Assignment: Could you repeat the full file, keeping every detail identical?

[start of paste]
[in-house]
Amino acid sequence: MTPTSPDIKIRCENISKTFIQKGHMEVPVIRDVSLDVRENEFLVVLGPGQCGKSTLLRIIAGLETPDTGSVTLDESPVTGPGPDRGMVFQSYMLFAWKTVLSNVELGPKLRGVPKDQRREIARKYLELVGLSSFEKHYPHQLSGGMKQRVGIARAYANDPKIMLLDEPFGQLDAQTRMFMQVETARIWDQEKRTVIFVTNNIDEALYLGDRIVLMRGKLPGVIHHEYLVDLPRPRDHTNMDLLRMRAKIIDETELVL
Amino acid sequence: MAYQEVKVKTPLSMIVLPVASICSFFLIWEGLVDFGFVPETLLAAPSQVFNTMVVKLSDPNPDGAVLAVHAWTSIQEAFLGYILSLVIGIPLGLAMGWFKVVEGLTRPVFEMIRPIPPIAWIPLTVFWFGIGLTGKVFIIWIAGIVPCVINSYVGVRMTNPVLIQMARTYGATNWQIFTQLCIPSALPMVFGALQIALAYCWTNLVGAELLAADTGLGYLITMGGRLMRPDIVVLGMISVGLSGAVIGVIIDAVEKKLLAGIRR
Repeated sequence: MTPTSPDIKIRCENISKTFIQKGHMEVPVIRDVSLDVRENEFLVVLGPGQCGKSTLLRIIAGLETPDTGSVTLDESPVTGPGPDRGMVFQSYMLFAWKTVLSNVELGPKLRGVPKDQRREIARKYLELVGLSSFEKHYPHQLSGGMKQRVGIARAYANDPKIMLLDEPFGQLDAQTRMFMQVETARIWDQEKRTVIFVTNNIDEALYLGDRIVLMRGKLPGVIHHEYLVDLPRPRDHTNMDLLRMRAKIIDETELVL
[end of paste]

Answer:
[in-house]
Amino acid sequence: MTPTSPDIKIRCENISKTFIQKGHMEVPVIRDVSLDVRENEFLVVLGPGQCGKSTLLRIIAGLETPDTGSVTLDESPVTGPGPDRGMVFQSYMLFAWKTVLSNVELGPKLRGVPKDQRREIARKYLELVGLSSFEKHYPHQLSGGMKQRVGIARAYANDPKIMLLDEPFGQLDAQTRMFMQVETARIWDQEKRTVIFVTNNIDEALYLGDRIVLMRGKLPGVIHHEYLVDLPRPRDHTNMDLLRMRAKIIDETELVL
Amino acid sequence: MAYQEVKVKTPLSMIVLPVASICSFFLIWEGLVDFGFVPETLLAAPSQVFNTMVVKLSDPNPDGAVLAVHAWTSIQEAFLGYILSLVIGIPLGLAMGWFKVVEGLTRPVFEMIRPIPPIAWIPLTVFWFGIGLTGKVFIIWIAGIVPCVINSYVGVRMTNPVLIQMARTYGATNWQIFTQLCIPSALPMVFGALQIALAYCWTNLVGAELLAADTGLGYLITMGGRLMRPDIVVLGMISVGLSGAVIGVIIDAVEKKLLAGIRR
Repeated sequence: MTPTSPDIKIRCENISKTFIQKGHMEVPVIRDVSLDVRENEFLVVLGPGQCGKSTLLRIIAGLETPDTGSVTLDESPVTGPGPDRGMVFQSYMLFAWKTVLSNVELGPKLRGVPKDQRREIARKYLELVGLSSFEKHYPHQLSGGMKQRVGIARAYANDPKIMLLDEPFGQLDAQTRMFMQVETARIWDQEKRTVIFVTNNIDEALYLGDRIVLMRGKLPGVIHHEYLVDLPRPRDHTNMDLLRMRAKIIDETELVL